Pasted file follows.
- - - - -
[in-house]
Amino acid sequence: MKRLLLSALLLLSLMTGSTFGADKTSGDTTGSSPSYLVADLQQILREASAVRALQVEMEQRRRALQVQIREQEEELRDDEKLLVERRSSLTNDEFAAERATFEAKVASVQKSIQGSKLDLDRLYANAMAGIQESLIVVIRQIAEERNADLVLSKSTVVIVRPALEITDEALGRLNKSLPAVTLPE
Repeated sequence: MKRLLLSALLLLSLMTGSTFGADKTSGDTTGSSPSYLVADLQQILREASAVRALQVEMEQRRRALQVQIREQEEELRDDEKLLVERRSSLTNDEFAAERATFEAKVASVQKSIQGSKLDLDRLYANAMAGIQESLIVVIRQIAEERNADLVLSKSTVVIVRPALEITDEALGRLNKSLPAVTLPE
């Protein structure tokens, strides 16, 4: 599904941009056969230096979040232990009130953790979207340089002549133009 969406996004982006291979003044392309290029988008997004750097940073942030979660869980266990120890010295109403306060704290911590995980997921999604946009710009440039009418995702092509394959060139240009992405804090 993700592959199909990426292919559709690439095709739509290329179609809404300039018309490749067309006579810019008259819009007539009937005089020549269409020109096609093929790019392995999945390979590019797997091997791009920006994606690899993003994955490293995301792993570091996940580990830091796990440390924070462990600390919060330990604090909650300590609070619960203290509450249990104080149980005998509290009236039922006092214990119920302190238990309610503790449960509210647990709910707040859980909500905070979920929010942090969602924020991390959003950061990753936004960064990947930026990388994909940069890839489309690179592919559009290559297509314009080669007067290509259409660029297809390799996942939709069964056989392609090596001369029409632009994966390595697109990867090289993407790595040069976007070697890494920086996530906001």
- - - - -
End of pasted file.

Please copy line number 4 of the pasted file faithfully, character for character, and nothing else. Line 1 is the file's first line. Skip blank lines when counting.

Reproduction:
């Protein structure tokens, strides 16, 4: 599904941009056969230096979040232990009130953790979207340089002549133009 969406996004982006291979003044392309290029988008997004750097940073942030979660869980266990120890010295109403306060704290911590995980997921999604946009710009440039009418995702092509394959060139240009992405804090 993700592959199909990426292919559709690439095709739509290329179609809404300039018309490749067309006579810019008259819009007539009937005089020549269409020109096609093929790019392995999945390979590019797997091997791009920006994606690899993003994955490293995301792993570091996940580990830091796990440390924070462990600390919060330990604090909650300590609070619960203290509450249990104080149980005998509290009236039922006092214990119920302190238990309610503790449960509210647990709910707040859980909500905070979920929010942090969602924020991390959003950061990753936004960064990947930026990388994909940069890839489309690179592919559009290559297509314009080669007067290509259409660029297809390799996942939709069964056989392609090596001369029409632009994966390595697109990867090289993407790595040069976007070697890494920086996530906001």